What is a Dealing Desk?

Mary McMahon
Mary McMahon

A dealing desk or trading desk is a desk in a financial institution where real time trading of securities takes place. Dealing desks can be found on the floors of security exchanges, at the offices of broker/dealers, and in other locations where people expect to have access to real time trading. A licensed representative is available to take orders from customers, who many come in or phone their orders to the dealing desk, depending on the setting and the situation. People working in such positions must comply with the laws governing activities of securities representatives.

Man climbing a rope
Man climbing a rope

The dealing desk is a literal desk, with room for a computerized trading system, phone, and other tools a representative may need access to. The trading system and phone allow people to place orders and execute trades instantly, communicating with other traders, as well as trading systems. Making deals quickly is often critical for taking advantage of the best price or a sudden shift in the market, and clients expect to be able to execute trades instantly.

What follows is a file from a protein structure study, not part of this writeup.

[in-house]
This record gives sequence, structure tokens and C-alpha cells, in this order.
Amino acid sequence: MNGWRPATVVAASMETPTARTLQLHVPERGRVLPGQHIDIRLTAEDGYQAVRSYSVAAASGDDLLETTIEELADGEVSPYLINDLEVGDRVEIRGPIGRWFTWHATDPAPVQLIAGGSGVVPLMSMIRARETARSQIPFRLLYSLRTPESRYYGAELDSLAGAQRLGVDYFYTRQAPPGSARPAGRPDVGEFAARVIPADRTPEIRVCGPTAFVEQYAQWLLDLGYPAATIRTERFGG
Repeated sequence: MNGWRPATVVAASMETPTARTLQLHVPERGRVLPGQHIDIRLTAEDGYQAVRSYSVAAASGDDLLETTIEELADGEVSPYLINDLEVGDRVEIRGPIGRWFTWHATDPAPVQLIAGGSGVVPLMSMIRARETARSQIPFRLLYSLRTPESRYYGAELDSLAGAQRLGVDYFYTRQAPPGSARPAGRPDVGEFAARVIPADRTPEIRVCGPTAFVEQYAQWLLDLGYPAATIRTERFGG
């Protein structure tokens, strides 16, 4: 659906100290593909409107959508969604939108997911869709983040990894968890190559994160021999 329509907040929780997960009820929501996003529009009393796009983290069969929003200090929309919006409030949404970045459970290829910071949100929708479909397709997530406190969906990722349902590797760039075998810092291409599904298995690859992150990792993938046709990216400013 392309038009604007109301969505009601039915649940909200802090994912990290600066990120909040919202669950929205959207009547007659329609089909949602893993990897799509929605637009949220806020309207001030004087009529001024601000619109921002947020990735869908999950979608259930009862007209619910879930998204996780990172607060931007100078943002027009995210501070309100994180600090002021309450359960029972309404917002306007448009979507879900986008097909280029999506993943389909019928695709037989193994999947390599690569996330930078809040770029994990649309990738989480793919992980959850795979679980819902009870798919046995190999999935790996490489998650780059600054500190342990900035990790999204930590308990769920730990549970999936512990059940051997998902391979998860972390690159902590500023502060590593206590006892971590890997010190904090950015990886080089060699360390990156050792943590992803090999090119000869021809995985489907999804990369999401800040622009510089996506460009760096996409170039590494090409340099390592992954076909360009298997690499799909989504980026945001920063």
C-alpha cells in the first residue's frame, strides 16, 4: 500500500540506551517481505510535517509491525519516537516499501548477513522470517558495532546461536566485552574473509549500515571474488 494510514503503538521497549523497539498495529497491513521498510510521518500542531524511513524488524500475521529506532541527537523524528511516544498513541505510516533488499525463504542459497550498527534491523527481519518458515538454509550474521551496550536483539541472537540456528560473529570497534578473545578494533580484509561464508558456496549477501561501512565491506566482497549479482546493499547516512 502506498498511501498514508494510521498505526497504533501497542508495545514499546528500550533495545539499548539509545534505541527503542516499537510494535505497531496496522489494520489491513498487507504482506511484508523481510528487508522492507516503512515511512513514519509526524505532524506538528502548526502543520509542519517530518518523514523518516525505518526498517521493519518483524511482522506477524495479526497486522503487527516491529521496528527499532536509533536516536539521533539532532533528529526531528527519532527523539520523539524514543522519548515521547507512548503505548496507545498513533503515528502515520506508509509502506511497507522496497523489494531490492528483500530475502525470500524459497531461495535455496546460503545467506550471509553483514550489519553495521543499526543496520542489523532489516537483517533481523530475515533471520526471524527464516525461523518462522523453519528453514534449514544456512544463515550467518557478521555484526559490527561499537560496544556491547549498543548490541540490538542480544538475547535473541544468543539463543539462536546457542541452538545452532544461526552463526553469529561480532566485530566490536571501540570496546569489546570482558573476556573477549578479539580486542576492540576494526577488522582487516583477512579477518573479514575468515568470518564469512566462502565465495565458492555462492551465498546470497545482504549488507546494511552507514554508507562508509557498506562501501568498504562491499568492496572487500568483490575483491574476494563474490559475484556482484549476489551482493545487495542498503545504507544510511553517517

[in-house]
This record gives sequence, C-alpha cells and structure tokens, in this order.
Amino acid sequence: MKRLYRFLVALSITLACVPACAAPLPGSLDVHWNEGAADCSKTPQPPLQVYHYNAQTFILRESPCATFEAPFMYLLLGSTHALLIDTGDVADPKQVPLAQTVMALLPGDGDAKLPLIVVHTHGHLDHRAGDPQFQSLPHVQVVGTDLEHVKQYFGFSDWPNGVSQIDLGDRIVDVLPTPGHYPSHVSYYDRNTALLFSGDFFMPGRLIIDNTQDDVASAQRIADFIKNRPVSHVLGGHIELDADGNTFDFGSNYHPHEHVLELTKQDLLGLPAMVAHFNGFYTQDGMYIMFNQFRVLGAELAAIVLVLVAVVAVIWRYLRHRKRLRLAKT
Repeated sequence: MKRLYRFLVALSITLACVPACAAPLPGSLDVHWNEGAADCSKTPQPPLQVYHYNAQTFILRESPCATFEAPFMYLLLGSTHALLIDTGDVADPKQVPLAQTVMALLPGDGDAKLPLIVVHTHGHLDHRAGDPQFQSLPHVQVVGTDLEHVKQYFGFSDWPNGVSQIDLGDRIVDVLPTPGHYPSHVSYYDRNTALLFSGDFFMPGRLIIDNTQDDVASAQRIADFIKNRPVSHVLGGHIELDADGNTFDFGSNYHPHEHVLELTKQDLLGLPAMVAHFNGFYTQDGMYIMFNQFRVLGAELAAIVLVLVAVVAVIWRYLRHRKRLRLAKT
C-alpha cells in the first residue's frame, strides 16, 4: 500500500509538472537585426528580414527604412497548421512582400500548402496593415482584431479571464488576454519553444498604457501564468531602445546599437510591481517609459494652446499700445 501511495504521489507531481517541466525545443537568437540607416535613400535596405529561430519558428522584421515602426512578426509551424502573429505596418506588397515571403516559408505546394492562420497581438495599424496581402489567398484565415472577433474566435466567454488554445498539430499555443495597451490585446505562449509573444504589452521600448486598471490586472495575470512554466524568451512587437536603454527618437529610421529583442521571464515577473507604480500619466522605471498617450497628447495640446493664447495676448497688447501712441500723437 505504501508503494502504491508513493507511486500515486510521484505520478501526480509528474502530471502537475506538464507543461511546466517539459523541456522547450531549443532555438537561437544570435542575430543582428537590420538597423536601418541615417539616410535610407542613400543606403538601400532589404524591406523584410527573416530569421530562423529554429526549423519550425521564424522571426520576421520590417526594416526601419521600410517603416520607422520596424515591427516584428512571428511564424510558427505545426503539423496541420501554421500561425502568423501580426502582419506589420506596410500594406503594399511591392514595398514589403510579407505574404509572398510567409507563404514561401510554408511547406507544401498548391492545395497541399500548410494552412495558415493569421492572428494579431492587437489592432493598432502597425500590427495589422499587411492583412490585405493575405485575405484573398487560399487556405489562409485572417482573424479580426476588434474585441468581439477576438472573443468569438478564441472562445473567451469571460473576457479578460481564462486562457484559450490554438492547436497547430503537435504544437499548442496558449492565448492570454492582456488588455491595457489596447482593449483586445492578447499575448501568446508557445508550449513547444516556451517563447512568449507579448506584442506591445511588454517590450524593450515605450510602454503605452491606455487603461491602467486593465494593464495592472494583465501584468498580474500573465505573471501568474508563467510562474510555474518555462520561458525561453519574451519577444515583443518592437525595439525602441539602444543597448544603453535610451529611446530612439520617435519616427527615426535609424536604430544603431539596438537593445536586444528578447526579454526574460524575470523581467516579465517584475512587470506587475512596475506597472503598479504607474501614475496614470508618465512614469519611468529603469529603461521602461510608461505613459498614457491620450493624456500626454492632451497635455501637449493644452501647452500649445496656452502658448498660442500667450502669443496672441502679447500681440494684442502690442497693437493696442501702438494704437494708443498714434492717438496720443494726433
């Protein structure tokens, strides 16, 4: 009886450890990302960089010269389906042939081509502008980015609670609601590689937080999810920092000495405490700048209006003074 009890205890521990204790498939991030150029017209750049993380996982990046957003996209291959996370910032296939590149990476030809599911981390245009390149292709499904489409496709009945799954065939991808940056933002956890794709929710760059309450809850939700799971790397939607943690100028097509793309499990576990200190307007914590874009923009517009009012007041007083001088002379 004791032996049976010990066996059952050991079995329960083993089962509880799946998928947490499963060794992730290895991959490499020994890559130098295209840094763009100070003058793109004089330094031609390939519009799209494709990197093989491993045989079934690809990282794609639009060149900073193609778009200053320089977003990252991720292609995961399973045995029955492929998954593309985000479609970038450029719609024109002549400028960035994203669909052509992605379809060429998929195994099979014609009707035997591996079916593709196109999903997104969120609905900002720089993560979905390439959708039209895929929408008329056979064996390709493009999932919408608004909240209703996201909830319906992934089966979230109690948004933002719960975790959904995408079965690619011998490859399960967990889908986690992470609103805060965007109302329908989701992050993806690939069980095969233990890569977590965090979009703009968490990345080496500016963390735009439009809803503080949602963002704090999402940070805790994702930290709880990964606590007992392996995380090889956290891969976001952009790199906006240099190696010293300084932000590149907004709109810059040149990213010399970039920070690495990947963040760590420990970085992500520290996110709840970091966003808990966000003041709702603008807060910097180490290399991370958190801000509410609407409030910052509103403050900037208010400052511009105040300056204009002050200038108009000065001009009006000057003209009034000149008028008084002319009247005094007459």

Typically, a dealing desk is focused on a specific type of security like stocks or bonds. The representative has experience and training in handling securities of that nature and can execute the most effective and appropriate deals on behalf of clients. People who need to trade in multiple types of securities can phone in orders to other dealing desks or request referrals from financial advisers and representatives. Customers of a firm like a brokerage usually have access to a range of representatives to meet their needs, as brokers want to keep their customers loyal to them so they can make more on commission.

The person behind the dealing desk is authorized to make trades on behalf of people who are represented by the representative's firm, and representatives can also make their own trades. There may be certain restrictions on trading, depending on the security, and people cannot execute illegal trades. If a representative believes a trade may be illegal in nature, it can be refused and reported to regulators in the interests of keeping the trading floor fair for all participants.

Working at a dealing desk requires a number of skills. People have to be able to act fast, analyze situations quickly, and work well with others. Customer service is an important skill for people interacting directly with clients, as is the ability to network with other representatives and traders to get a trade executed properly. The hours can be long and the work environment is often very stressful.

Mary McMahon
Mary McMahon

Ever since she began contributing to the site several years ago, Mary has embraced the exciting challenge of being a wiseGEEK researcher and writer. Mary has a liberal arts degree from Goddard College and spends her free time reading, cooking, and exploring the great outdoors.

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